Faculty Journal Articles and Book Chapters
Two Sides of the Combatant Coin: Untangling Direct Participation in Hostilities from Belligerent Status in Non-International Armed Conflicts
Determining who qualifies as a lawful object of attack in contemporary military operations against non-state belligerents is an increasingly demanding challenge. While it is axiomatic that only persons who qualify as either belligerents or civilians taking a direct part in hostilities fall into this category, the nature, and indeed goal, of counter-insurgencies blurs the line between civilians protected from deliberate attack and belligerents subject to attack. The difficulty in distinguishing the protected (civilians) from the unprotected (belligerents and civilians taking a direct part in hostilities) does not, however, warrant a fundamentally different targeting paradigm in counterinsurgency operations (a non-international armed conflict (NIAC)) than in international armed conflicts (IAC).
This article rejects the increasing trend to treat all non-state actors as merely a conglomeration of civilians who take a direct part in hostilities, an approach which incentivizes non-compliance with the law of armed conflict (LOAC) and, perversely, dilutes civilian protection. Instead, this article argues that all belligerent operatives – those involved in not just IAC but also the more prevalent NIAC – are subject to status based targeting authority and the application of deadly force in the first instance.
This flawed trend appears to be the result of the combined effect of the lack of an explicit definition of a combatant in NIAC, and misapplication of the International Committee of the Red Cross’ (ICRC) endorsement of the concept of “continuous combat function” (CCF) as a means of establishing direct participation in hostilities and corresponding loss of civilian protection from attack. The effect of the CCF concept has made it more convenient to analyze the legality of attacking non-state actors through the DPH methodology than to assess whether such actors fall into a category of presumptively targetable belligerents subject to attack no differently than their IAC counterparts. The article offers a proposal of how to reconcile the ICRC’s view with status based targeting presumptions: maintain the distinction integrity.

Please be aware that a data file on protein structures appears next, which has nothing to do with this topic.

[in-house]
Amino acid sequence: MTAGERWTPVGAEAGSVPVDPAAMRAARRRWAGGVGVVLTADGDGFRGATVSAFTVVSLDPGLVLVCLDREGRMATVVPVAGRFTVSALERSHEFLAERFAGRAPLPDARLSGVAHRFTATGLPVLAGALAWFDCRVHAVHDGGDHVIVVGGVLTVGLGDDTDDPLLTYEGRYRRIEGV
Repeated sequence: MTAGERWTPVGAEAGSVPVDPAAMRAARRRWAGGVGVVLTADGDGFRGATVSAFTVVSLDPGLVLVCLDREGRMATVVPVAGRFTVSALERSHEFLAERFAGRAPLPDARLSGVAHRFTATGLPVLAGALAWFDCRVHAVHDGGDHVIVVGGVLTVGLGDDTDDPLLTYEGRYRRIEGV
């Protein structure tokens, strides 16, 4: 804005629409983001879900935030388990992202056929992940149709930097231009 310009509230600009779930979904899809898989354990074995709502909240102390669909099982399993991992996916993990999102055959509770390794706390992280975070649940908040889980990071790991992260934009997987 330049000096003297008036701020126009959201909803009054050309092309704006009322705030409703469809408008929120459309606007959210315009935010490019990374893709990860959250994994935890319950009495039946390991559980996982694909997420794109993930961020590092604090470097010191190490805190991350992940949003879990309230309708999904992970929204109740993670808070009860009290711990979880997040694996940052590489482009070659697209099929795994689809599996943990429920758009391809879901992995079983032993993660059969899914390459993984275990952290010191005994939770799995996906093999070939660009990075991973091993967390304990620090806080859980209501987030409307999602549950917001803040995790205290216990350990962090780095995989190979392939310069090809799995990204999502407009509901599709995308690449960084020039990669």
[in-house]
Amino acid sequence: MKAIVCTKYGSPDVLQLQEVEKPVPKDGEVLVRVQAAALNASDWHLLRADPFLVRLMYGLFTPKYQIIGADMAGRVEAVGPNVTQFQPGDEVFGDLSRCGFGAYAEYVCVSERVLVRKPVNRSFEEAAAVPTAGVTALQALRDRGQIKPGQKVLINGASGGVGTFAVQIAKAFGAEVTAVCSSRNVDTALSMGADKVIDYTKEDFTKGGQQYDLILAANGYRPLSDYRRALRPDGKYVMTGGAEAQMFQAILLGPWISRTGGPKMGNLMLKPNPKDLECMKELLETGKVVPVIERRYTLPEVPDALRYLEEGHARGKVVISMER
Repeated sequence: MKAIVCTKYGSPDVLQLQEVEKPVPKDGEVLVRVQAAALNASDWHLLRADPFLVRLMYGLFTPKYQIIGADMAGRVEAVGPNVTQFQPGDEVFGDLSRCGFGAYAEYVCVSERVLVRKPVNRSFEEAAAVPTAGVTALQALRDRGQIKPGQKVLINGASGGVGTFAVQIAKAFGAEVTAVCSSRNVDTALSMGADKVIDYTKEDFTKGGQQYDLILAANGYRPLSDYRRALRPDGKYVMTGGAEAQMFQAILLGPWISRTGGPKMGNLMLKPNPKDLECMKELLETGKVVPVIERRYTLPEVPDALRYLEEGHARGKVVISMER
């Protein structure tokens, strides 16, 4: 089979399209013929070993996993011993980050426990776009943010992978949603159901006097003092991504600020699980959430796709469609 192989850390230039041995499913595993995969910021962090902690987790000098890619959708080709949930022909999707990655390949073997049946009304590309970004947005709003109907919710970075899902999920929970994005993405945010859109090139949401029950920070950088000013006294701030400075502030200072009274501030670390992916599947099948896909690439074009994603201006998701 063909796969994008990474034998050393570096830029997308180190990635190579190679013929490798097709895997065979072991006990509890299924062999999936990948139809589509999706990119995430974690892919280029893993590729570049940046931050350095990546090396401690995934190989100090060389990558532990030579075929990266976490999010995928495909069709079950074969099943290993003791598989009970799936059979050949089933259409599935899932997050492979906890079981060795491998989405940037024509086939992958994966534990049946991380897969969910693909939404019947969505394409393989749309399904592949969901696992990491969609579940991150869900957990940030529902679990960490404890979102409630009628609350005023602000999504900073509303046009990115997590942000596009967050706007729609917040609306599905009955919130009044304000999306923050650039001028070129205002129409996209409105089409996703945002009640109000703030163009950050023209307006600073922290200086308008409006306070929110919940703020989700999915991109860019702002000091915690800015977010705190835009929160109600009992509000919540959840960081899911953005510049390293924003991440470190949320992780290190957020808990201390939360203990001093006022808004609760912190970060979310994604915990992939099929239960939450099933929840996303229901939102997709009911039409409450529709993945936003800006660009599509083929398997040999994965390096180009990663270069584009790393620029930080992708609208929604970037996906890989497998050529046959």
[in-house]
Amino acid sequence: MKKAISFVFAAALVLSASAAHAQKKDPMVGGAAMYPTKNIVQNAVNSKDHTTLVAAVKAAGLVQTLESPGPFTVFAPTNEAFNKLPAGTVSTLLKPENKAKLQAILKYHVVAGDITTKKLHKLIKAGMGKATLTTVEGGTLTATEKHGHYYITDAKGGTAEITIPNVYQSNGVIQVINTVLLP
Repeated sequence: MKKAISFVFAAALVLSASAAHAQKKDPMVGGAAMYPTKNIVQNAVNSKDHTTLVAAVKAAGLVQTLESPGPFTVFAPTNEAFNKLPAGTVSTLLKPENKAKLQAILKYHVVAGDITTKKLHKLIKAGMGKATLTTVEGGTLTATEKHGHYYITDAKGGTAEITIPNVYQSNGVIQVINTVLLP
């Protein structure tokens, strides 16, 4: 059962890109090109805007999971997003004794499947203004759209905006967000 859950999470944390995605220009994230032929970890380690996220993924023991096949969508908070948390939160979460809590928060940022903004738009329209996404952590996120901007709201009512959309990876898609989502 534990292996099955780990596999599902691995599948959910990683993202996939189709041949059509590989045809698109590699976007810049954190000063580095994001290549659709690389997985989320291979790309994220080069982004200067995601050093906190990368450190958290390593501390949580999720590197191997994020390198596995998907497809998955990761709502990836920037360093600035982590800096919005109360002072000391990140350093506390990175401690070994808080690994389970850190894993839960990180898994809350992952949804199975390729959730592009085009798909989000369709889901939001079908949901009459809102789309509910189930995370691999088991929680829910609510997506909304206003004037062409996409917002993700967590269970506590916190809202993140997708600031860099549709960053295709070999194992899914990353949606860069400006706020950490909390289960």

The article begins by discussing the LOAC’s categorization of civilians and belligerents (combatants in IAC), and how a lack of an explicit treaty definition of combatant in the NIAC context is an obstacle to acknowledging analogous categorization. The article then explores organizational membership and how subordination to command and control is the fundamental difference between belligerents and civilians in any armed conflict. The article next explains the difference between status and conduct based targeting and why a focus on conduct to assess belligerent status is merely a permutation of traditional status recognition analysis.
The article then contrasts that approach by examining why the use of conduct undermines the extension of the ICRC’s rule to define enemy belligerent forces. These problems result in the ICRC’s arguably schizophrenic imposition of a minimum force requirement even when targeting those engaged in CCF. As the article details, the utility of CCF is not in assessing which civilians are taking a direct part in hostilities, but in determining when an individual appearing to be a civilian is in fact a belligerent operative of an armed organized group.
Ultimately, the integrity of the target legality framework depends on the recognition of opposing belligerent groups in any armed conflict. This recognition facilitates implementation of the principle of distinction by allowing belligerent forces to segregate those they encounter into two distinct groups: those presumed hostile and therefore subject to immediate attack, and all others (civilians) presumed non-hostile and therefore protected from immediate attack. Neither of these presumptions is absolute; both may be rebutted based on the nature of the interaction with friendly forces. However, these presumptions add a modicum of clarity to an increasingly uncertain operational environment, clarity derived from the very nature of armed conflict and essential to protect both civilians and belligerents from the effects of overzealous or unjustifiably hesitant targeting authority.
University of Pennsylvania Journal of International Law
Humanitarian Law, Law of Armed Conflict, Law of War, Direct Participation in Hostilities, ICRC
Geoffrey Corn and Chris Jenks, Two Sides of the Combatant Coin: Untangling Direct Participation in Hostilities from Belligerent Status in Non-International Armed Conflicts, 33 U. PA. J. INT'L L. 313 (2011)